Fuel efficiency saves Etihad US$20m

Etihad Airways is trimming its annual aviation fuel bill by US $20 million thanks to a series of innovative efficiency measures.

The national airline of the UAE has undertaken an indepth review of all aspects of its flight operations to identify areas where its fuel bill could be reduced. Measures include reducing weight on board the aircraft, changing certain operating procedures, reducing cruise speed where appropriate and increasing the frequency of engine washes.The work, supported by the International Air Transport Association (IATA), highlighted some 23 fuel-efficiency measures. Many of these have now been fully or partially introduced by the Abu Dhabi-based carrier after a detailed examination to ensure continued safe operations.

The airline’s renewed focus upon on-time performance, particularly at its Abu Dhabi base, has also resulted in significant fuel savings, with year-on-year punctuality improvements resulting in aircraft spending less time on the ground.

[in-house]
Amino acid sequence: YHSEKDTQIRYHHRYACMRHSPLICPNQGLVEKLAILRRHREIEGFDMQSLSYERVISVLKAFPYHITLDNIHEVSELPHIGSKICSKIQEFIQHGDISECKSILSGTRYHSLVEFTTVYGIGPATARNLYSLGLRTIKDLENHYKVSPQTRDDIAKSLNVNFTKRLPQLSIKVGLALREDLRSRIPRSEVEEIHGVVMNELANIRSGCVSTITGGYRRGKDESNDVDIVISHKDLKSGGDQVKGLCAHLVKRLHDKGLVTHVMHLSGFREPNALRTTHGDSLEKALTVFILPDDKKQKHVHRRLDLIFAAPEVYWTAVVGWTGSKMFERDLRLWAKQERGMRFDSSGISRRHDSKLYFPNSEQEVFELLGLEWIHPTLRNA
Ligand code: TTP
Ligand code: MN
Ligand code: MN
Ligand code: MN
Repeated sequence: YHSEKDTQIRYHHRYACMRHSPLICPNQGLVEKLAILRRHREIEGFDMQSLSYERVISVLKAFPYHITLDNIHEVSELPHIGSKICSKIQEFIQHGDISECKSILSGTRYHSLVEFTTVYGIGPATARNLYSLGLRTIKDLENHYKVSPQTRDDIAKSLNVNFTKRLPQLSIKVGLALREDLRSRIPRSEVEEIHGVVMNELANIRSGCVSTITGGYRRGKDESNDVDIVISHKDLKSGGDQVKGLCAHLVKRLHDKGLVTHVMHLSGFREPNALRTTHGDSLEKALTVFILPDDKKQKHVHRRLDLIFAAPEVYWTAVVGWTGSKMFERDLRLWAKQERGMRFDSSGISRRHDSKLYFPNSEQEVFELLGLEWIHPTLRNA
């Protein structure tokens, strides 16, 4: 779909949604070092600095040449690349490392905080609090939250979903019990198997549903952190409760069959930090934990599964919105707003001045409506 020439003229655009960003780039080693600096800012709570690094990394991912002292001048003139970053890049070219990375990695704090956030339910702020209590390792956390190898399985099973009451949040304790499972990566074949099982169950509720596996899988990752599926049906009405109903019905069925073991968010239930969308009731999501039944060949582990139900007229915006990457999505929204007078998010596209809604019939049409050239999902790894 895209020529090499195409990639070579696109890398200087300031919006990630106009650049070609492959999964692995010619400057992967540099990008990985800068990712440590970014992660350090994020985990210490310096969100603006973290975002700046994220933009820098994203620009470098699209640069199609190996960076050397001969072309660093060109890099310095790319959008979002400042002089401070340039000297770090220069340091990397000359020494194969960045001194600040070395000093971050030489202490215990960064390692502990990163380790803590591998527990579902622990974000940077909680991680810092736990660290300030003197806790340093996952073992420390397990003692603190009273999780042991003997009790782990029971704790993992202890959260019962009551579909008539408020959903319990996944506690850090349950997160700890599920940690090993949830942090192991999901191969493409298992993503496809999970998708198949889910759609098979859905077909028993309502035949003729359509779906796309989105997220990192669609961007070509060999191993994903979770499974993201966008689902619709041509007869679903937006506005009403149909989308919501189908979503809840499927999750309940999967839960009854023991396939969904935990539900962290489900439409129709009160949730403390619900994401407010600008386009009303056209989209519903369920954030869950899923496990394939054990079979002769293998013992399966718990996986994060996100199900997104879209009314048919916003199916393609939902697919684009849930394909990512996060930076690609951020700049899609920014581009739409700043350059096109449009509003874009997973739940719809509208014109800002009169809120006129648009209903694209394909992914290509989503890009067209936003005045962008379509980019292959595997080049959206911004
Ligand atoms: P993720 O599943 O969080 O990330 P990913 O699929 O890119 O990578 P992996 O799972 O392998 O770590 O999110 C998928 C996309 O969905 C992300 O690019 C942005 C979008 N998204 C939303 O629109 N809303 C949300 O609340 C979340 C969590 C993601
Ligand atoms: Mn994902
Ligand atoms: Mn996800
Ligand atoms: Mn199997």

Etihad has already saved US $12 million so far this year due to the measures and remains on track to achieve its US $20 million target by the end of 2008.

Captain Richard Hill, Etihad Airways’ executive vice president operations, said: “With the high price of aviation fuel and against a deteriorating global economic backdrop, it is increasingly important that Etihad does all it can to control its cost base.


“Fuel is now Etihad’s largest single cost and accounts for between 35 and 40 per cent of the airline’s annual expenditure. This is an area where we are heavily focused to try and generate significant and sustained savings.”

In addition to these latest fuel saving measures, Etihad continues to manage one of the most aggressive and successful fuel hedging policies in the industry. The airline currently has more than 80 per cent of its fuel needs for 2008 hedged and 40 per cent for 2009.

The airline placed one of the largest aircraft orders in commercial aviation history in July at the Farnborough International Airshow in the UK. A key selection criterion in the deal, which includes 100 firm orders for a combination of ‘next generation’ Airbus and Boeing aircraft, was the environmental performance of the aircraft.